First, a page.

Rollover recourse important to know

SMSF rollover problems

Knowledge about recourse action in the event of problems with delayed SMSF rollover requests is an area where advisers can add value for their clients.

Advisers can significantly aid their SMSF clients by knowing the recourse action available to them in the event of problems related to a rollover from a public offer fund being delayed, a sector strategist has said.

I Love SMSF founder Grant Abbott highlighted this point during his latest strategy webinar today, noting superannuation fund trustees had an obligation under section 52A of the Superannuation (Industry) Supervision (SIS) Act 1993 to act in the best interest of the beneficiaries and this applies to the expedient processing of a request to roll over member benefits into an SMSF.

In addition to this obligation, Abbott noted members had access to remediation should the rollover request be unreasonably delayed.

“Effectively, if they don’t release the monies as required under section 52A of the SIS Act and having regard to Dunstone v Irving, that resulted in an action under section 55(3) of the SIS Act to claim damages,” he noted.

“And they can be quite substantial damages if the potential investment the member could have had without the delay had appreciated quite substantially.”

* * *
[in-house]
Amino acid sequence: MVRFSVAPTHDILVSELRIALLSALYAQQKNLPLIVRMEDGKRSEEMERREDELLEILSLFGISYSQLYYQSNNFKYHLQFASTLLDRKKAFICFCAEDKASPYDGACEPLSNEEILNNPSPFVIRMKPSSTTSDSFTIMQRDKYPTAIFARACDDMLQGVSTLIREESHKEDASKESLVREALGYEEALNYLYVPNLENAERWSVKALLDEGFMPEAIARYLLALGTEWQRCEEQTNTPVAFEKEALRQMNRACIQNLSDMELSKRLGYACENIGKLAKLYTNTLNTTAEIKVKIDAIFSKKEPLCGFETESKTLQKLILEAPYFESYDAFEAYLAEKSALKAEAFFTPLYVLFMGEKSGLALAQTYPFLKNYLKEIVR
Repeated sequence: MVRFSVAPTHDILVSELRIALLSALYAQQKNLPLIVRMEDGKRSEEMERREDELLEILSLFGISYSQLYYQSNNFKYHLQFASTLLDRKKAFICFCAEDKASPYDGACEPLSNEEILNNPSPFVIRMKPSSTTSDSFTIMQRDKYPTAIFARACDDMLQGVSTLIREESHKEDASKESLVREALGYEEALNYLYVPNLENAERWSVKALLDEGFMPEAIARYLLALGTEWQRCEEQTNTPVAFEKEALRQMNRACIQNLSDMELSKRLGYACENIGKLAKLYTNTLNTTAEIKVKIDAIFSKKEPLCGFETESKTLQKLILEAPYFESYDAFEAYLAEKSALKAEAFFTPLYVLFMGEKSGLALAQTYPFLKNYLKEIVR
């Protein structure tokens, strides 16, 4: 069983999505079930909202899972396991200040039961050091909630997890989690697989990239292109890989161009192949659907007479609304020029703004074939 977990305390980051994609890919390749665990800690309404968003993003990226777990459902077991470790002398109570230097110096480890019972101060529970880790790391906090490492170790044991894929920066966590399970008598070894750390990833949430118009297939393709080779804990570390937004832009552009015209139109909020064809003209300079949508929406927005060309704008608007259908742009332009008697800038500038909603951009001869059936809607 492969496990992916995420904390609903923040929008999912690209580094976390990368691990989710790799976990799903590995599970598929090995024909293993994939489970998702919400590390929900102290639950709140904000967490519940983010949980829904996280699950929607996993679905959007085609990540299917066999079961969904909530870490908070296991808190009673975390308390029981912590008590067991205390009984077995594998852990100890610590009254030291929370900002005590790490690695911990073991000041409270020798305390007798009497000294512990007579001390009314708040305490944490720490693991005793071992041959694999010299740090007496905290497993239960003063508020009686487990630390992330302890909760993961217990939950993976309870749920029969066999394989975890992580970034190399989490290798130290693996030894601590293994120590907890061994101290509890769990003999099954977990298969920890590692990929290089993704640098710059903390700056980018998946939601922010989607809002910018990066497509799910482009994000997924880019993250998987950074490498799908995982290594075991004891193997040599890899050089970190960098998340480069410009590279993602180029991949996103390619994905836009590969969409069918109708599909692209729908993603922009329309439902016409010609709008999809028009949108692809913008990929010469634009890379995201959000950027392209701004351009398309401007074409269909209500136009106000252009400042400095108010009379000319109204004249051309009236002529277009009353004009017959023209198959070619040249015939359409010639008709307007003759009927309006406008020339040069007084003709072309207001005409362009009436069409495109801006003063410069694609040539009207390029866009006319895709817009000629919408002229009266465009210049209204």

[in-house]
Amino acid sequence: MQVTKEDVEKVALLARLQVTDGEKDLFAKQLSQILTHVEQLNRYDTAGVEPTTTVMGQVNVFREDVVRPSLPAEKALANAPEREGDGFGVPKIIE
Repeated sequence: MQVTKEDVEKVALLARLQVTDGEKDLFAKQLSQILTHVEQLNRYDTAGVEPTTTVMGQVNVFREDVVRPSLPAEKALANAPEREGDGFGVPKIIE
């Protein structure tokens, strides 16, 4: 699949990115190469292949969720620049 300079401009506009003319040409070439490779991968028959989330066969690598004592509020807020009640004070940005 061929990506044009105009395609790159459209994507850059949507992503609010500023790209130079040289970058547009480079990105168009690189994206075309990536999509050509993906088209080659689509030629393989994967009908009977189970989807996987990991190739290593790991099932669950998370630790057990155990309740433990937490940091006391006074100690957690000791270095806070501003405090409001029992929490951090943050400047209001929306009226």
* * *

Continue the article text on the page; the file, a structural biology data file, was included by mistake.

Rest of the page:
Further, he suggested advisers also had another avenue of recourse via the newly created Australian Financial Complaints Authority.

“So again, if you’re having some tardiness or delay, and particularly now that SuperStream rollovers won’t be available for quite some time, [it would useful to keep this in mind],” he said.

His reminder was sparked by a recent incident where a member of a public offer fund submitted a rollover request and was hampered because the fund insisted the member talk to an adviser about the risks involved with running an SMSF. This course of action was considered mandatory despite the member having already provided the said fund with a complying certificate for the SMSF.

In Dunstone v Irving, the court found the plaintiff was entitled to a disputed portion of assets of the SMSF and due to the delay in delivering the benefits, and the investing opportunity costs associated with the delay, was subsequently awarded damages in the vicinity of $250,000.

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